Good, bad world and my way


My colleague Frank Kretzschmar and I recently hosted another of our leaders’ circles, where participants tell personal stories around a theme we select. FILE PHOTO | SHUTTERSTOCK

My colleague Frank Kretzschmar and I recently hosted another of our leaders’ circles, where participants tell personal stories around a theme we select.

Regular readers of this column may remember articles I have written about earlier such events, including one titled Now more than ever: sustainable living with heart and mind and another, Holding on to optimism – we can set an example.

This latest one invited us to balance the positive and the negative, through our theme of Good world, bad world… and my way in it.

We asked those in our circle to share with us how they were dealing with the uncertainties and contradictions that emerge out of nowhere and confront us all, and to tell us whether they were able to remain positive in spite of the troubling global and local situations in which we live.

While those present were generally still doing fine, how were they touched by the desperate plight of so many people around them?

And to what extent were they going beyond empathy to compassionate action that was making a difference?

As always, before our meeting Frank and I searched for quotes to display around the room that could inspire our storytellers, and among those we chose for this theme was one from the Dalai Lama, who reassured us that “compassion and tolerance are not a sign of weakness but a sign of strength”, and another from Barack Obama, who commented that “empathy is a quality of character that can change the world”.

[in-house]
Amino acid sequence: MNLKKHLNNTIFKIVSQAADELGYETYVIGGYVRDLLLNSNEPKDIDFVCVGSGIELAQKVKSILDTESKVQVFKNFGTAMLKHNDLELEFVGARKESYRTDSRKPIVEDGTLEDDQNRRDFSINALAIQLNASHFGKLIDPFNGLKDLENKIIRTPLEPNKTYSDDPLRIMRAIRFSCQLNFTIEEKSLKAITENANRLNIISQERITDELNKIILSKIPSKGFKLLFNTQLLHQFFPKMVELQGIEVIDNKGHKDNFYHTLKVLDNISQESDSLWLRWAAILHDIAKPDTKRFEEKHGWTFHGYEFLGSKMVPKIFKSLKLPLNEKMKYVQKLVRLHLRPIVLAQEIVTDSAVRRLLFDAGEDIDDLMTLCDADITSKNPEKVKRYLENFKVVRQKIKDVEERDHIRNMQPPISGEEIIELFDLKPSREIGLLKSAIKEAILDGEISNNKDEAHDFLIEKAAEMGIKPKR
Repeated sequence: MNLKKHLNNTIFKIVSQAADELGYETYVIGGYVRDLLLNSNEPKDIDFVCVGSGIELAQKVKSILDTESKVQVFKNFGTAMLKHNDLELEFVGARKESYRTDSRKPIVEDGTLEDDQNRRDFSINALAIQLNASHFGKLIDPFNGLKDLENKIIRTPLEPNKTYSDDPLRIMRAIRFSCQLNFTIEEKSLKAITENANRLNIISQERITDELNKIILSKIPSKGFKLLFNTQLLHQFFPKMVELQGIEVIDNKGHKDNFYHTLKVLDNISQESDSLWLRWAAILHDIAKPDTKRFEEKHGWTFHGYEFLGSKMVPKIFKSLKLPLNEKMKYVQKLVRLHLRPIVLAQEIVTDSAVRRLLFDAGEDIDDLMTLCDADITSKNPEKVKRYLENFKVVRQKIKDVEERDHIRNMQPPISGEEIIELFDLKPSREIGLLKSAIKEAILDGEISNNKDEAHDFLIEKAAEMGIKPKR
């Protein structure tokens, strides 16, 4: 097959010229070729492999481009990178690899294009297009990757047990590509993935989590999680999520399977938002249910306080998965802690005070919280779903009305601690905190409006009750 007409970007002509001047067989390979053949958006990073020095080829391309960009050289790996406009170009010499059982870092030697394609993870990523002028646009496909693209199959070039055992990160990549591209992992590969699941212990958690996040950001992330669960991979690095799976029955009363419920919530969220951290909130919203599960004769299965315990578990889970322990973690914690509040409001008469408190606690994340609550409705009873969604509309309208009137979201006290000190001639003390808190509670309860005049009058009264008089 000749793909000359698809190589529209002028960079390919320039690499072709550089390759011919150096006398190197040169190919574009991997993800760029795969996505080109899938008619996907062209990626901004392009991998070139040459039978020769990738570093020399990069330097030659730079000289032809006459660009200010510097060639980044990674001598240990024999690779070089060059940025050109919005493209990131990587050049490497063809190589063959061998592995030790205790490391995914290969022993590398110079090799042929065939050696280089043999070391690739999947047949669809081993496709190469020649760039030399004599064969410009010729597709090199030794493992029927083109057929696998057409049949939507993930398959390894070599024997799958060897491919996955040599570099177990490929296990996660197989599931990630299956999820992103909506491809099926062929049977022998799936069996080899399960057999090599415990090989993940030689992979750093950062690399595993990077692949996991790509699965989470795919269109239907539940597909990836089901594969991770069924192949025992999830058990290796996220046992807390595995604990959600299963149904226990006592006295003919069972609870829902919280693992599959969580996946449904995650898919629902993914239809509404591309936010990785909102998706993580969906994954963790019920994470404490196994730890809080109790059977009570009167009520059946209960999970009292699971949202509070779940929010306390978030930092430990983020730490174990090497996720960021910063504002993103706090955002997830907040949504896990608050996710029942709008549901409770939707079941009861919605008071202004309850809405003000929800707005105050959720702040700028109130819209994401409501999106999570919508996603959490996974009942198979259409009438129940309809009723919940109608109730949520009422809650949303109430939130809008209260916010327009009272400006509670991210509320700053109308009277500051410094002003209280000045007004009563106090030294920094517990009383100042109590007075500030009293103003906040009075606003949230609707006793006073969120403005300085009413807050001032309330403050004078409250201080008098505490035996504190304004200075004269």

Those we invited were not selected at random. Defying diversity and inclusivity, they did not include rabble-rousing politicians or criminal gang leaders or tenderpreneurs, ones who would have sneered at the very thought of worrying about the plight of others.

Rather, we heard from men and women who were concerned about building a better and more sustainable world – this while at the same time being realistic about the “bad” around us.

Taken together, should we be more optimistic or pessimistic about the direction in which we are heading?

The negative consequences of climate change and Covid, of the war in Ukraine and the increase in authoritarianism, of inflation and inequality, can easily lead us to be overwhelmingly gloomy, to conclude that the bad is outpacing the good, we heard from some.

But we were also reminded that much good is with us too – however underplayed by the media, which always emphasises the bad and the ugly.

Life expectancy has been rising in many countries, while global poverty has reduced, and there have been breakthroughs in treating cancer and other health issues.

“It’s a matter of perspective,” one participant suggested, adding that “when you change the way you look at things, the things you look at change”. 

Much of how they were actualising their compassion was taking place quietly, and not least among the peace-builders in the room – for here success often depends on behind-the-scenes engagement.

Everyone was very realistic, accepting that even “doing small things in small ways” is fine, while they “did the right things in the right way” to make the world a better place.

They acknowledged that we all do what we can within our generation, while also being aware of its consequences for future ones.

Here we heard a brilliant quote from Thomas Jefferson, who told his people that “we will be soldiers, so that our sons can be farmers, so that their sons can be artists.”

Not gender-sensitive by today’s standards, but point made.

The subject of values kept cropping up, for it is the promotion of healthy ones that enables good people to thrive rather than evil ones.

And while this issue hovered over us throughout the afternoon, our time limits did not allow it to be aired fully.

In their closing reflections, several appreciated how they had been greatly encouraged by hearing the positive stories of those around them, leading them to feel more cheerful and optimistic than when they had arrived.

Mike Eldon is chairman of management consultancy The DEPOT, co-founder of the Institute for Responsible Leadership and member of KEPSA Advisory Council. [email protected]

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